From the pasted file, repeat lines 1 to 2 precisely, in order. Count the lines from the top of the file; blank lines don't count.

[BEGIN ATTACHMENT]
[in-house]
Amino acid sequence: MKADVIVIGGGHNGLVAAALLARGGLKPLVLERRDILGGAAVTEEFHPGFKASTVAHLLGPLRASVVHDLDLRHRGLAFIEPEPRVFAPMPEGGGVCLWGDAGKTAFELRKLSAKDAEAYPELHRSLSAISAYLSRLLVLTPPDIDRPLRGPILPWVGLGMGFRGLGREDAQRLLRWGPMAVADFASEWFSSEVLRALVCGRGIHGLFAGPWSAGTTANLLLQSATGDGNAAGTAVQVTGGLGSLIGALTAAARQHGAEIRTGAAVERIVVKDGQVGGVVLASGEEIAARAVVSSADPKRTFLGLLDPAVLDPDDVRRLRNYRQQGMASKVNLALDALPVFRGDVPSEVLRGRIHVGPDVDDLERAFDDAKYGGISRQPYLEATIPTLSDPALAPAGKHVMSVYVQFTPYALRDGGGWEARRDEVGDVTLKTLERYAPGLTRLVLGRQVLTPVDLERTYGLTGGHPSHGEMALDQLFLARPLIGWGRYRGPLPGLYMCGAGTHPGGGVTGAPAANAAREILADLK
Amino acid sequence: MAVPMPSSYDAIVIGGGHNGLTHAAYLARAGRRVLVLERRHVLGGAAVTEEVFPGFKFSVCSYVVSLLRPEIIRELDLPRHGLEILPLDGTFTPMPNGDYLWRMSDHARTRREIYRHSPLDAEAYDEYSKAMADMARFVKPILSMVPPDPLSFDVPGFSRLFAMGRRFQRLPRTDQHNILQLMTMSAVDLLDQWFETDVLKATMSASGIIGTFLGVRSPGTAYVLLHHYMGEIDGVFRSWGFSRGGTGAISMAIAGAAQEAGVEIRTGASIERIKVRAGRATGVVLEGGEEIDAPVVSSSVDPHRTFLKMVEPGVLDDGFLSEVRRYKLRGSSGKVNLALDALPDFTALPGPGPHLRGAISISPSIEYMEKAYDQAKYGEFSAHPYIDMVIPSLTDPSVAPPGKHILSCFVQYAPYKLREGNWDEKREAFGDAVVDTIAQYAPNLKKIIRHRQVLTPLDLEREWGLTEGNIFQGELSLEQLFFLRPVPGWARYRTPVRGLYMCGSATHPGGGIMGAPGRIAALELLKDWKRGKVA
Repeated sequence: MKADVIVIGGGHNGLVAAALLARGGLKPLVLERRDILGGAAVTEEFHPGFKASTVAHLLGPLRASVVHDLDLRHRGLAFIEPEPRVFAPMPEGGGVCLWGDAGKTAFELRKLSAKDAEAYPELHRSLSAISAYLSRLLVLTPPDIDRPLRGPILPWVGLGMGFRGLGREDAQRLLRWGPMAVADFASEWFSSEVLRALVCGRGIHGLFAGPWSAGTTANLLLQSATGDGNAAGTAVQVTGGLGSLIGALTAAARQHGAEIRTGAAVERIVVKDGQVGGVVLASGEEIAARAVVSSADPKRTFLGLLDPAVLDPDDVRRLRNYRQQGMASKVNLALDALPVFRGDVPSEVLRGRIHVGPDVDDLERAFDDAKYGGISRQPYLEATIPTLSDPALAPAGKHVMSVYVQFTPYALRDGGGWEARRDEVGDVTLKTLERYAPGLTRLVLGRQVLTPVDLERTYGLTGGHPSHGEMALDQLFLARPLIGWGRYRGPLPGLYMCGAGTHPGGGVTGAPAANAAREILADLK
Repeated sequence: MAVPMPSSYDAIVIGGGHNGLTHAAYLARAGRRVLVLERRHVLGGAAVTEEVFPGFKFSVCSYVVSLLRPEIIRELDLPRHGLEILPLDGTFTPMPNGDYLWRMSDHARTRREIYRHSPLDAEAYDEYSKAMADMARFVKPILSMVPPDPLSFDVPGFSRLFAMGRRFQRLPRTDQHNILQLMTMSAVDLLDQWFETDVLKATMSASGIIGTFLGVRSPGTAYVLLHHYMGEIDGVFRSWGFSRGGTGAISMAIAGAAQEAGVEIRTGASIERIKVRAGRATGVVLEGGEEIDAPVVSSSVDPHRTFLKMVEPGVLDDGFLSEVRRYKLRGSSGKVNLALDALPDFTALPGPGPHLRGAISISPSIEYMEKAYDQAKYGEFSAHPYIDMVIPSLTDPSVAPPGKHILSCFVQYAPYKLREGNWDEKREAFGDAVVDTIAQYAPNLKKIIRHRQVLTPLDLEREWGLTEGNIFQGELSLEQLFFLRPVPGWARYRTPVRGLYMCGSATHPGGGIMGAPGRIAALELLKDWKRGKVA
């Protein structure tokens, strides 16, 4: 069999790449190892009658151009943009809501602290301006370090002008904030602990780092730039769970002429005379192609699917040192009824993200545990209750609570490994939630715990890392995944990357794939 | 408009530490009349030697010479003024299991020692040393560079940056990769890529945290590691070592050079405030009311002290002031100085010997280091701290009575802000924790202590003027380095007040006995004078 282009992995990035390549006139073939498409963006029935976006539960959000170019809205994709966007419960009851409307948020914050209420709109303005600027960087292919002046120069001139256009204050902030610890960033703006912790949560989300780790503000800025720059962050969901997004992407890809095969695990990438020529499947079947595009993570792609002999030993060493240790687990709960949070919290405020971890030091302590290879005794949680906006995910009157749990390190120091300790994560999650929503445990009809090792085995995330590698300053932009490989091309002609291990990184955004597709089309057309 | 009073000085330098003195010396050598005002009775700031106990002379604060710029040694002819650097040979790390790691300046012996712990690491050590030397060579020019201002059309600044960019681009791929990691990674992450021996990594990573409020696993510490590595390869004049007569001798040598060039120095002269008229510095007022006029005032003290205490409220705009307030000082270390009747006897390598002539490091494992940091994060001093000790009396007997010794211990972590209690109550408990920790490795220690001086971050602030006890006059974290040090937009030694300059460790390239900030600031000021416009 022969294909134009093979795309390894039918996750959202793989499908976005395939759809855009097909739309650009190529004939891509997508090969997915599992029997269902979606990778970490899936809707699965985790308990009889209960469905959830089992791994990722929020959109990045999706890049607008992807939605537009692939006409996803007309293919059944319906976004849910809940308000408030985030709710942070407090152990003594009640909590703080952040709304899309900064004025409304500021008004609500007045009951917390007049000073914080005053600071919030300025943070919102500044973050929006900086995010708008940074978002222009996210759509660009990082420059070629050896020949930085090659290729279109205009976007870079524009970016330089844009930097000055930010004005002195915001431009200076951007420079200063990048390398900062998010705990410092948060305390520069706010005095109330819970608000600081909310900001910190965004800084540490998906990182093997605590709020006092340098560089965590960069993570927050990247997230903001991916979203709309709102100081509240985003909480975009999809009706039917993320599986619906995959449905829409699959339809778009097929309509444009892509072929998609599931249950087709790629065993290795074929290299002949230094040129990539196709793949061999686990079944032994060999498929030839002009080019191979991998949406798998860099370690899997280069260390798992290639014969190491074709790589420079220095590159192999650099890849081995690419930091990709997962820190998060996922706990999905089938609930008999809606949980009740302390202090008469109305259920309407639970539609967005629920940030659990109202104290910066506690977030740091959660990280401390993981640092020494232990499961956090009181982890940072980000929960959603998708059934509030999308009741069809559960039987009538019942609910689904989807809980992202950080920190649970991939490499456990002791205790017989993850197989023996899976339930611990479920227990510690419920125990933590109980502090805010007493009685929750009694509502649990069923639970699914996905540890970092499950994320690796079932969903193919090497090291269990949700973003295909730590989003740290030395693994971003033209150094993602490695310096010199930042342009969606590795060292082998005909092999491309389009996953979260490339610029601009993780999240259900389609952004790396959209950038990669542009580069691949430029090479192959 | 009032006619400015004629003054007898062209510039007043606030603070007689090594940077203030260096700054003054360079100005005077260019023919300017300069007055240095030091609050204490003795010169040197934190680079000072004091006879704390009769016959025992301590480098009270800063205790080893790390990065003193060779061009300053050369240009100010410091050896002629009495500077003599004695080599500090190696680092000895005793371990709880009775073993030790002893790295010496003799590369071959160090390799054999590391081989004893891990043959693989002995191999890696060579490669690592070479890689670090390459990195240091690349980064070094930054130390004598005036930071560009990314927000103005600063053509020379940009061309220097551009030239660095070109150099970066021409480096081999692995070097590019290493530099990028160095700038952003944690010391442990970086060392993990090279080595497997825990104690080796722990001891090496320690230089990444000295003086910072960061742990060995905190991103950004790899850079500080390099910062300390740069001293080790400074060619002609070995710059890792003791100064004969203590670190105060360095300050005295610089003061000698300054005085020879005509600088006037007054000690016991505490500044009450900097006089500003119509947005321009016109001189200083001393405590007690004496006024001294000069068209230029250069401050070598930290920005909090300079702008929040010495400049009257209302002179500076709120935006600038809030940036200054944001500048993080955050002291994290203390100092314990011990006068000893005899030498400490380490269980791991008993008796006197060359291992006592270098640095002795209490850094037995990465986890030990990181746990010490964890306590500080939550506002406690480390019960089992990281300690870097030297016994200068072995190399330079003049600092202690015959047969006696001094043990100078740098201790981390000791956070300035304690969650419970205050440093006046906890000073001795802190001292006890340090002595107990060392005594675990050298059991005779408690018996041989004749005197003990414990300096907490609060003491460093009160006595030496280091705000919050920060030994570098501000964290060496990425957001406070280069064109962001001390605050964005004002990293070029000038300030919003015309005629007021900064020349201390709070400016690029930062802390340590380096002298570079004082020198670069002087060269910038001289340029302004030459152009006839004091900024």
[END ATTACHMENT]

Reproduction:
[in-house]
Amino acid sequence: MKADVIVIGGGHNGLVAAALLARGGLKPLVLERRDILGGAAVTEEFHPGFKASTVAHLLGPLRASVVHDLDLRHRGLAFIEPEPRVFAPMPEGGGVCLWGDAGKTAFELRKLSAKDAEAYPELHRSLSAISAYLSRLLVLTPPDIDRPLRGPILPWVGLGMGFRGLGREDAQRLLRWGPMAVADFASEWFSSEVLRALVCGRGIHGLFAGPWSAGTTANLLLQSATGDGNAAGTAVQVTGGLGSLIGALTAAARQHGAEIRTGAAVERIVVKDGQVGGVVLASGEEIAARAVVSSADPKRTFLGLLDPAVLDPDDVRRLRNYRQQGMASKVNLALDALPVFRGDVPSEVLRGRIHVGPDVDDLERAFDDAKYGGISRQPYLEATIPTLSDPALAPAGKHVMSVYVQFTPYALRDGGGWEARRDEVGDVTLKTLERYAPGLTRLVLGRQVLTPVDLERTYGLTGGHPSHGEMALDQLFLARPLIGWGRYRGPLPGLYMCGAGTHPGGGVTGAPAANAAREILADLK